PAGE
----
Relating Topeka System with John Kotter’s Eight-Step Process and Black and Gregersen’s “It Starts with One”

In “Leading change” Kotter (1996) develops an eight-step process of ensuring successful organization change. These steps include creating a “sense of urgency” in the organization, establishing a leading coalition (team approach), building a vision and a plan to achieve it, and communicating change effort in the organization (Herrera, 1996, pp.75-76). Further Kotter has recommended, widespread action empowerment, having short-term goals, merging the benefits achieved to generate additional change and instituting new approaches to corporate culture to be important in achieving positive organization change (Herrera, 1996, p.76). This approach of leading organization change bears some similarities with the Topeka System.

Similarities in Kotter’s eight-steps to organization change and Topeka system first lie in the implication of team approach as a core driver of change. Both systems recognize that individuals cannot independently bring about needed change in the organization but require the input of others to ensure the development of appropriate vision, communication of this and elimination of barriers that may mar the change process (Herrera, 1996; Cohen, 2004). This then establishes the need for a vision and its appropriate dissemination in a clear, brief and focused manner to lead change in organizations (Herrera, 1996; Cohen, 2004). The eight-step process and the Topeka system also emphasize the need to empower individuals in a team. Herrera (1996), for instance notes that one advantage of such empowerment would be in the perception that by getting more people involved in the change, the change would more widespread and long lasting (p. 76).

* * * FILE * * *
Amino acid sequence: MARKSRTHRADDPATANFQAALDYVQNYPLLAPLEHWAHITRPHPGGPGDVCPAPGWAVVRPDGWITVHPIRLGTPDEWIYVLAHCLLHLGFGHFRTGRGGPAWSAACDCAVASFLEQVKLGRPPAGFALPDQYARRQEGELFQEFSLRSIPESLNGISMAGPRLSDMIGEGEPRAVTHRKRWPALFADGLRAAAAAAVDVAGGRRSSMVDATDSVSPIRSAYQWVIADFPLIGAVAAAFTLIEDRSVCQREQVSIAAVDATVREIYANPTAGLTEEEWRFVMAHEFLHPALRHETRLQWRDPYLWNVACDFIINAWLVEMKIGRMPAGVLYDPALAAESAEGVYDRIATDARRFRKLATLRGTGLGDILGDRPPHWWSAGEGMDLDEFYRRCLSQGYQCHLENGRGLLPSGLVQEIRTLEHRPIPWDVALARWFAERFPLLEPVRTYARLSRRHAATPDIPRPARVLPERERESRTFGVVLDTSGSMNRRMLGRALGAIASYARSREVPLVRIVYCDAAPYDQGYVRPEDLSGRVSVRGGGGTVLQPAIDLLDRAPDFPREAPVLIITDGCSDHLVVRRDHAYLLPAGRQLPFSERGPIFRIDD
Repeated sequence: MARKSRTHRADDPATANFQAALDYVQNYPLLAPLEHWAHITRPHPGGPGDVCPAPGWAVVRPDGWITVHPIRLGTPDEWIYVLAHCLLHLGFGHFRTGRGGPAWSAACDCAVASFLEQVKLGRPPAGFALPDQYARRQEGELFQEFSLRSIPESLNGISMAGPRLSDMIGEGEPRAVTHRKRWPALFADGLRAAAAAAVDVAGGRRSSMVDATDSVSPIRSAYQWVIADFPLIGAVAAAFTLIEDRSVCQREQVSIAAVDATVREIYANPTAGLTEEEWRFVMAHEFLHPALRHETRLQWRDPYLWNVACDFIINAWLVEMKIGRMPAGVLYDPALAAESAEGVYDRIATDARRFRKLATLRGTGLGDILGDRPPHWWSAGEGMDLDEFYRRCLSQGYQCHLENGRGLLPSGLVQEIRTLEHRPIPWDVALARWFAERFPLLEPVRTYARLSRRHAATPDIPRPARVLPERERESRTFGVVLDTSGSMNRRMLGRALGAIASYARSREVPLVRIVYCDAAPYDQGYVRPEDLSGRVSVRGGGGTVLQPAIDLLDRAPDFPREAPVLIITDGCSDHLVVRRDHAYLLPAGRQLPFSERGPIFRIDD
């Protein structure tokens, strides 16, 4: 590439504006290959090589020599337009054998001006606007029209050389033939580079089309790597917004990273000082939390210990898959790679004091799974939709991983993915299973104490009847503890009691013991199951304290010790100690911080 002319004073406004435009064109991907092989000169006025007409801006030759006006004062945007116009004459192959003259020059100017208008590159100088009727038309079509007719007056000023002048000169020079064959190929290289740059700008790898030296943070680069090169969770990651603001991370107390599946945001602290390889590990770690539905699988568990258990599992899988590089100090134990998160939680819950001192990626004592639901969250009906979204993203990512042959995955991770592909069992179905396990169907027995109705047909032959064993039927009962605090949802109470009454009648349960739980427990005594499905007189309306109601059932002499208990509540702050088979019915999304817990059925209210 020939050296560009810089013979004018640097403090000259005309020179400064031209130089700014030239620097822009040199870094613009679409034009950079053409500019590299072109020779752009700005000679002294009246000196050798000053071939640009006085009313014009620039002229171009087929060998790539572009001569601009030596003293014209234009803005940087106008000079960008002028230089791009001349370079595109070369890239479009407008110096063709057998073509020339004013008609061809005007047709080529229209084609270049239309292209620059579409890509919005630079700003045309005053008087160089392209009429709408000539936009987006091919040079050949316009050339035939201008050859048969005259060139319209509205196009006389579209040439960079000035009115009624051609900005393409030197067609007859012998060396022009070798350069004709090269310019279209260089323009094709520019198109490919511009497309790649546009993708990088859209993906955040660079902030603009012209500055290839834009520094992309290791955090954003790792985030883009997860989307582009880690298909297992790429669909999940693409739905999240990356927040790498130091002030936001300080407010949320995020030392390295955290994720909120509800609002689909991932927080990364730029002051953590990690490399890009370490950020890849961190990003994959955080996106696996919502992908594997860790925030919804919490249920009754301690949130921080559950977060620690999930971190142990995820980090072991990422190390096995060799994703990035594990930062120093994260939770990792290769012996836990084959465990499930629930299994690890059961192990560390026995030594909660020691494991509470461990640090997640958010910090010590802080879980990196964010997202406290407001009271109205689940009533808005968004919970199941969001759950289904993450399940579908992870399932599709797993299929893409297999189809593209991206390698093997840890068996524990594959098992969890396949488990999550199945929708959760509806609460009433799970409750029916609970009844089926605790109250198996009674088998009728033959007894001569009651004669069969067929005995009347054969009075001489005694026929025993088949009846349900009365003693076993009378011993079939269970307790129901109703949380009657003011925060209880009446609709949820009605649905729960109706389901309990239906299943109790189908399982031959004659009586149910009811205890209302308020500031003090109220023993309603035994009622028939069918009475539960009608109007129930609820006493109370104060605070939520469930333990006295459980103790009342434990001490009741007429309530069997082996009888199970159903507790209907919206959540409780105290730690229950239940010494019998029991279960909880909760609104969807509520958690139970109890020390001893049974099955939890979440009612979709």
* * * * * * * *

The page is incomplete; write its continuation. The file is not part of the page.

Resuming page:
Major differences in Topeka and eight step process however lie in creating an atmosphere of urgency in the organization. While the eight-step process views the creation of urgency by crises to be what eliminates complacency hence leading to appropriate environment for change (Herrera, 1996); Topeka system views such to be brought about by providing challenges to employees through task rotation thus developing attributes required to provide solutions to complex situations in future (Cohen, 2004). Further the long-term effects of urgency on employee’s stress levels may not be in line with Cohen’s (2004) view of treatment of first time failures in innovative approaches.

In “It Starts with One: Changing Individuals Changes Organisations,” Black and Gregersen (2008) demystifies the models of change that begin from the top downwards. In their perspectives the authors argue that organizations can only achieve meaningful change by focusing on the individuals the change is aimed at rather than changing organization systems. It is advanced further that though the top leaders may be visionary; it is those who practically carry out the vision who ensure its success or failure. In these aspects then transformational leadership is viewed to be more necessary in the lower levels of the organization rather than the top. The similarity of this perspective with Topeka system is the emphasis of both on empowering individuals in teams to drive change.  However, while the Topeka system views visionary leadership at the top to help in guiding successful change in organization Black and Gregersen view these to have a minimal outcome on organizational change. Go to conclusion.

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